For this weeks prompt , the challenge was to write a poem/essay/short fiction piece about work . I truly believe that success is a result of hard work , and to my knowledge , hard work has never killed anyone . With that in mind , my response is a flash fiction piece , which showcases the scattered thoughts of a woman , subjected to a life-time of hard work , under poor working conditions .


The familiar words bounced around in the vacuum of her mind . It formed part of a daily ritual … almost like a mantra : Barring serious accidents , if you are not preoccupied with worry and you work hard , you can look forward to a reasonably lengthy existence … It's not the hard work that kills , it's the worrying that kills .

He was one smart guy , that Thomas Edison . It's the worrying that kills . And Mildred Lawson had put the words to good use . She had not a care in the world . Well , that is what she told herself . Over and over . Everyday . And she knew about hard work too . Inherited that streak from her mother who , it was widely acknowledged , had worked herself into the grave at the ripe old age of 77 years . Add the bonus of possessing a meticulous and cautious work ethic … and you have a win-win-win working situation , courtesy of Mr Edison .

Work … work … work . That's what life consisted of . No more , no less . Her very existence had been reduced to it . It was the sum total of her life . She represented the 'poster-child' for workaholism . Work was her ally . Work was her solace . Work was her sanity . Always had been , always would be . She thrived on good , old-fashioned work . Of the physical kind . Not your fancy , sit-behind-a-polished-desk-in-an-office-kind-of-a-way . Not for her , thank you . She never had been that kind of a person … the thoughts swirled around in her mind … as she lay in quiet contemplation … one of those random moments when conscious thought surfaced , with a stark clarity , before mental fatigue took over …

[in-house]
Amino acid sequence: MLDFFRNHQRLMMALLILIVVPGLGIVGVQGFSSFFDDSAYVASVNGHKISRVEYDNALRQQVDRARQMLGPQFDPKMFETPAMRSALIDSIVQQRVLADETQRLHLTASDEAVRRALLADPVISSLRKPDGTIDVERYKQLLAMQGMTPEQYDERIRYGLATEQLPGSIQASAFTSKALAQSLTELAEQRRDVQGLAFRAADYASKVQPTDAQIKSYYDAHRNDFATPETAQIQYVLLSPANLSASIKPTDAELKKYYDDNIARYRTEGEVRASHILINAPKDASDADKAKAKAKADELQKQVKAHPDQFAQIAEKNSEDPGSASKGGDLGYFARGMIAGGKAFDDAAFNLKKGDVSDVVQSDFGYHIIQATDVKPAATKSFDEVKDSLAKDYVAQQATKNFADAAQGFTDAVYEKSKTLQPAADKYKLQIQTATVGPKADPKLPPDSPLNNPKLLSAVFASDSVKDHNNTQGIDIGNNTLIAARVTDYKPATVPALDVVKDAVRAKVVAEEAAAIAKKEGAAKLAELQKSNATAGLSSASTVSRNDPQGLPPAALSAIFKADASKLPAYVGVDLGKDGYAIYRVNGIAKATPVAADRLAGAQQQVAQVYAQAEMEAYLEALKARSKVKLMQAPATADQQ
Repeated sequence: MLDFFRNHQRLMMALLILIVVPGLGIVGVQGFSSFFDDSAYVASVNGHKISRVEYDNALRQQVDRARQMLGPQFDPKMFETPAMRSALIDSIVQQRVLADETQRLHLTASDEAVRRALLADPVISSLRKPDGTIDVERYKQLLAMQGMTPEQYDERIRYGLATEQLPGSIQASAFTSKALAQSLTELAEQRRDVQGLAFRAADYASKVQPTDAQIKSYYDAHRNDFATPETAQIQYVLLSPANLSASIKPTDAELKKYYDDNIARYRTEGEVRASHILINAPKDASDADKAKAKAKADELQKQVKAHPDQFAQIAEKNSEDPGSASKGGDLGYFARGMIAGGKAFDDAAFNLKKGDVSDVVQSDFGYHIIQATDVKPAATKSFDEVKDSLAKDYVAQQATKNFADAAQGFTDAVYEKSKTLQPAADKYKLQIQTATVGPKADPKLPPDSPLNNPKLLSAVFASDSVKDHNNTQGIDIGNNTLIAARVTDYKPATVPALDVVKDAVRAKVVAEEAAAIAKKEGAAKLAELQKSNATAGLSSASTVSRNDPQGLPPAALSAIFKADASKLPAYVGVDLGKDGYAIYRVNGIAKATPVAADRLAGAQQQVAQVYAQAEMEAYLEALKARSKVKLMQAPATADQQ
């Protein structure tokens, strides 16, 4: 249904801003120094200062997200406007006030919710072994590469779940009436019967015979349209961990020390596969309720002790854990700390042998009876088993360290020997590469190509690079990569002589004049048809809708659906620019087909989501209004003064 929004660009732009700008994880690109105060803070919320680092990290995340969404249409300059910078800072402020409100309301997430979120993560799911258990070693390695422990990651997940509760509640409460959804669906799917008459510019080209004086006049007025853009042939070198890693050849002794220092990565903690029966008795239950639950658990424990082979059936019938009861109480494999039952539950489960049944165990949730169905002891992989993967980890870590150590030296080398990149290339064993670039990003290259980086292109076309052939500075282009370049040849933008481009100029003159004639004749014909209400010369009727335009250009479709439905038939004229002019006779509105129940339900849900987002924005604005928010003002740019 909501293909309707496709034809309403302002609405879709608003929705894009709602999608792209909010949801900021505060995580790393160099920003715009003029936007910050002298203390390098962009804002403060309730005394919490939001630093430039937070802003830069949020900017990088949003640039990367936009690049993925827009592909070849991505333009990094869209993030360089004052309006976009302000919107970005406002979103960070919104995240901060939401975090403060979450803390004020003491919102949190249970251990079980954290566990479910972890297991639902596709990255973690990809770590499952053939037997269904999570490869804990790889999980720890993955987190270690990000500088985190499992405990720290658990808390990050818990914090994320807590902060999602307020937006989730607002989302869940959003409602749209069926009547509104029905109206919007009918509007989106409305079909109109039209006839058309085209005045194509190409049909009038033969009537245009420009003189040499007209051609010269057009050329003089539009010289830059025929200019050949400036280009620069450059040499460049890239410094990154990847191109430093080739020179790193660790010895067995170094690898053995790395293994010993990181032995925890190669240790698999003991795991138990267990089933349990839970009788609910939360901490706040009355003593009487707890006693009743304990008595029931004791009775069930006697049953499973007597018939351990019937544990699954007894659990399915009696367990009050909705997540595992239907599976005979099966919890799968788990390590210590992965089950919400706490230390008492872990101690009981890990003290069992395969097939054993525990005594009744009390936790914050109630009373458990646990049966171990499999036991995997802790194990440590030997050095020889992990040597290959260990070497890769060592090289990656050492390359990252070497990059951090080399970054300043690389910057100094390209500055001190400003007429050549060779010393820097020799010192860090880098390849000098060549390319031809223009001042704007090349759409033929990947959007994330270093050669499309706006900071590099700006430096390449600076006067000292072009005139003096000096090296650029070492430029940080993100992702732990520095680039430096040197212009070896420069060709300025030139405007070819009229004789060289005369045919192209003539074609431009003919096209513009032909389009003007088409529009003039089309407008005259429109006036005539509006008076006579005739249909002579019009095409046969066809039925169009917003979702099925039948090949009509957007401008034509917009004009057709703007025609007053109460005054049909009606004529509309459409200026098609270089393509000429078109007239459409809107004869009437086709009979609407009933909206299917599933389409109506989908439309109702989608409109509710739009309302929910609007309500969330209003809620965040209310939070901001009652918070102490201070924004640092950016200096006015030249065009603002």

He entered the tiny room . The make-shift sleeping quarters  housed the dozen or so women . The familiar sneer was in place . He barked his orders at the dispirited inhabitants . The monster had reared his ugly head … time to work … on cue … Some of the faces wore the mask of rebellious resignation while others were totally defeated .

But not Mildred . She looked forward to the routine , welcomed the sheer mind-numbing , back-breaking hard labour imposed on them … If he thought that work was a form of punishment , or a way to pry information out of her , or a method to break her spirits , then he was sorely mistaken . They had no idea who they were dealing with . She was a different type of woman . They didn't know that . And she had no intention of letting them learn too much .

Check out the prompt over at Victoria's place :


  1. Victoria on September 7, 2011 at 10:53 pm

    Wow. This conjured up all sorts of possibilites for me…a sweat shop, sex trade, concentration camps. It shows the importance of attitude toward whatever we meet in life. Thanks for sharing this compelling flash fiction, Mish.

    • mish on September 8, 2011 at 6:19 pm

      All those options passed through my mind when I planned the piece , so although it is more generic , it does encompass all women who are trapped/enslaved within those scenarios you mentioned . And yes – attitude can mean the difference between life & death ! Thanks for your support and kind comments . 🙂

  2. JamieDedes on September 8, 2011 at 2:00 pm

    Wow! Reeks of mystery and draws one right in. Want the rest of the story … Ha! 
    Nice work, Mish.  Happy day to you …

    • mish on September 8, 2011 at 6:11 pm

      Thanks for popping in and your kind comments Jamie ! 🙂 I appreciate it !

  3. Isadora on September 8, 2011 at 3:05 pm

    Truly a story with intirgue. I was curious about what her work was. There was a little cotton fields slavery or factory sweat shop in the mystery of your tale. I would have enjoyed more.
    Very nice, Mish ….

    • mish on September 8, 2011 at 6:12 pm

      I did have the idea of slavery in mind when I wrote this piece Izzy – so you’ve hit the nail on the head in that sense . Thanks for the support ! 🙂

  4. Damyanti on September 19, 2011 at 8:35 am

    It's not the hard work that kills , it's the worrying that kills .
    This sentence rang so true. Well done!

    Join me at the <a href="">Rule of Three Writers' Blogfest!</a>

    • mish on September 20, 2011 at 7:28 am

      I know lots of people who are afraid of good , old-fashioned , honest hard work … don’t want to hear about “putting your shoulder to the wheel” and getting on with it !

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